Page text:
AFL vs. NH vs. SNF
A topic that we don’t talk often about is geriatrics, but it is very important. In the inpatient and outpatient setting, these are the patients physician assistants will see the most. Although 65+ year olds comprise only 13% of our population, they make up 35% of all prescriptions we write for.Not all geriatric patients live in nursing homes, although 70% of all people who reach age 65 will need long-term care for at least some period of time before they die.
- Nursing Homes
- 65 years or older - 5%
- 75 to 84 years - 6%
- 85+ - 22%
So, what is Long Term Care?
Long Term Care is an umbrella term and covers a range of facilities
What is the difference between:
Assisted Living Facilities (AFL)
Assisted living is kind of like a hotel. Meals are provided but they have to come down to get them; laundry is done often, and rooms are cleaned. It is expected that people can do their own ADLs (activities of daily living) and if they can’t, they need to pay to get dressed, bathed, and to be given medications. Only 1/3 of assisted living facilities have an RN on site. ALFs are considered like the patients’ own home and they are called residents rather than patients.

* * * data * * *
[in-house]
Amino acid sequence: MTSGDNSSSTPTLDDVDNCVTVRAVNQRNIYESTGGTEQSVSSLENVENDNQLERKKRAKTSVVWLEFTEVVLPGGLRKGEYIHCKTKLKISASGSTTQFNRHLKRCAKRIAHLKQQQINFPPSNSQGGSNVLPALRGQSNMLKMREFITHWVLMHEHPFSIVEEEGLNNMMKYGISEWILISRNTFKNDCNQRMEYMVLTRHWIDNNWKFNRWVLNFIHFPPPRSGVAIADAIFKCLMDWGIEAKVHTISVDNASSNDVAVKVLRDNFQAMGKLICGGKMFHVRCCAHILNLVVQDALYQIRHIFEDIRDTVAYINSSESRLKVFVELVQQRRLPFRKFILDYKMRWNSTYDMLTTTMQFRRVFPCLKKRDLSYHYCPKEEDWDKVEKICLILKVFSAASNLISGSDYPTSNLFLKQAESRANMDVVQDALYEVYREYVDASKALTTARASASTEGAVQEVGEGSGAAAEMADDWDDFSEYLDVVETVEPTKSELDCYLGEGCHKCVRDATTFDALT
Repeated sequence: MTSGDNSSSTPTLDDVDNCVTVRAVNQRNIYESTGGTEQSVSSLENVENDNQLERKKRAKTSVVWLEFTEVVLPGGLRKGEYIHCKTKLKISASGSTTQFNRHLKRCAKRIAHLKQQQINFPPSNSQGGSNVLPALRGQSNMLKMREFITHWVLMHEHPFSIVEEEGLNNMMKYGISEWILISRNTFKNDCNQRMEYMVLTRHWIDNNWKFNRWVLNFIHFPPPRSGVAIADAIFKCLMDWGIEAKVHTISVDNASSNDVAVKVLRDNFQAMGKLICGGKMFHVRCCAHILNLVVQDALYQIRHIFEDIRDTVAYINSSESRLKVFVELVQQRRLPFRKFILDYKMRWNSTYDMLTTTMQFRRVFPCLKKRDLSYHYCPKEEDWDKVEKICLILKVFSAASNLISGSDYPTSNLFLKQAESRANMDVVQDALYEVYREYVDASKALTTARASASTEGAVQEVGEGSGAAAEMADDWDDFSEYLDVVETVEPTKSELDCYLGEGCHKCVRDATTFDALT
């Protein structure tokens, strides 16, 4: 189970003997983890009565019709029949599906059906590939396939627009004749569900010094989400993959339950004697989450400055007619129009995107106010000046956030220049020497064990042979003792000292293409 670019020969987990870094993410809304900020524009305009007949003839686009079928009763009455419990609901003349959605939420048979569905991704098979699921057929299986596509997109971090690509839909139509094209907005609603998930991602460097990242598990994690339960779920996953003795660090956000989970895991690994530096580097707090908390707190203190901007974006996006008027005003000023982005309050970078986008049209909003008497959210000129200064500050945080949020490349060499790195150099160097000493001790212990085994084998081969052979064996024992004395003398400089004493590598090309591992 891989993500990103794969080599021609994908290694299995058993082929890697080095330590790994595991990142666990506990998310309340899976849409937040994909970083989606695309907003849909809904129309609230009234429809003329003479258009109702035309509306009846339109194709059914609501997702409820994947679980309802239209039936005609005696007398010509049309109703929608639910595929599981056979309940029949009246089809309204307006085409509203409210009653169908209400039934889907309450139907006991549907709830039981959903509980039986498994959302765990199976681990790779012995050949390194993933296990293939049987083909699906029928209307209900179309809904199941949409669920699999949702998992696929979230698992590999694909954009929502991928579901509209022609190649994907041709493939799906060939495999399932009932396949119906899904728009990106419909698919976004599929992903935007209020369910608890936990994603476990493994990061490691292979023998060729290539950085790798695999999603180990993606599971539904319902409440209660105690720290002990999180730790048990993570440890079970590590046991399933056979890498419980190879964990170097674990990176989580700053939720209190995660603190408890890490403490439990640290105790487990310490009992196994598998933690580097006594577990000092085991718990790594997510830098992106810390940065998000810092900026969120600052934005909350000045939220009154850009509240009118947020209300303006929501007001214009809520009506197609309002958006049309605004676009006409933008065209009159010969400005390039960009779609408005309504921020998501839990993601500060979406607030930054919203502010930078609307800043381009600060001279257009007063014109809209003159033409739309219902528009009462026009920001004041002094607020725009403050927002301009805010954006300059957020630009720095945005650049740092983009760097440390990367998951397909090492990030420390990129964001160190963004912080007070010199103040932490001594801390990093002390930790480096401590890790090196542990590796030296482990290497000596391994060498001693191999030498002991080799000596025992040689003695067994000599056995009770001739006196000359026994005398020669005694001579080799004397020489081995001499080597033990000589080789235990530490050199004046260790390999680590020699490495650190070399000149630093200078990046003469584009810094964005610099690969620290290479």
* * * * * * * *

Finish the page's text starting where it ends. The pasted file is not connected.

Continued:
Nursing homes are very regulated facilities that provide 24-hour nursing care. Patients in nursing homes have major problems with function or cognition. Staff provide assistance with ADLs. It is usually for very frail patients. Many patients would prefer not to go to a nursing home.
Skilled Nursing Facilities (SNF)
Skilled nursing facilities are often located within a nursing home. They provide care for patients who have had a CVA (stroke), hip fractures, etc. that is debilitating. They give antibiotics and administer IVs, etc. There is an interdisciplinary team and they have PT’s and OT’S on site.
Special thanks to Dr. Vivyenne Roche for her help!